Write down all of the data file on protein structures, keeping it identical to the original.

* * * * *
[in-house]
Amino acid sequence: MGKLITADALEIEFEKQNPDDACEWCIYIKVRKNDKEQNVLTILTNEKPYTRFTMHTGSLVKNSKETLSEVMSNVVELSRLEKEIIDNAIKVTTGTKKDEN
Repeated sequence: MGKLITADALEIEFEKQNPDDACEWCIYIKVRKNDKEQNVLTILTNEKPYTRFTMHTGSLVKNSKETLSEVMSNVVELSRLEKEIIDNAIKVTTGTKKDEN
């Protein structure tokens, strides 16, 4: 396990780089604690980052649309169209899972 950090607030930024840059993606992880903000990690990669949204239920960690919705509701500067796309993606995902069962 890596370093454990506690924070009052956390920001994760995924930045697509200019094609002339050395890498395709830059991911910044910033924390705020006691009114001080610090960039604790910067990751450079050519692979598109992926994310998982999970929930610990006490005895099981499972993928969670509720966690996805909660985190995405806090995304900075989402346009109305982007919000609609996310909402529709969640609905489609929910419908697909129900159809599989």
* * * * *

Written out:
[in-house]
Amino acid sequence: MGKLITADALEIEFEKQNPDDACEWCIYIKVRKNDKEQNVLTILTNEKPYTRFTMHTGSLVKNSKETLSEVMSNVVELSRLEKEIIDNAIKVTTGTKKDEN
Repeated sequence: MGKLITADALEIEFEKQNPDDACEWCIYIKVRKNDKEQNVLTILTNEKPYTRFTMHTGSLVKNSKETLSEVMSNVVELSRLEKEIIDNAIKVTTGTKKDEN
């Protein structure tokens, strides 16, 4: 396990780089604690980052649309169209899972 950090607030930024840059993606992880903000990690990669949204239920960690919705509701500067796309993606995902069962 890596370093454990506690924070009052956390920001994760995924930045697509200019094609002339050395890498395709830059991911910044910033924390705020006691009114001080610090960039604790910067990751450079050519692979598109992926994310998982999970929930610990006490005895099981499972993928969670509720966690996805909660985190995405806090995304900075989402346009109305982007919000609609996310909402529709969640609905489609929910419908697909129900159809599989």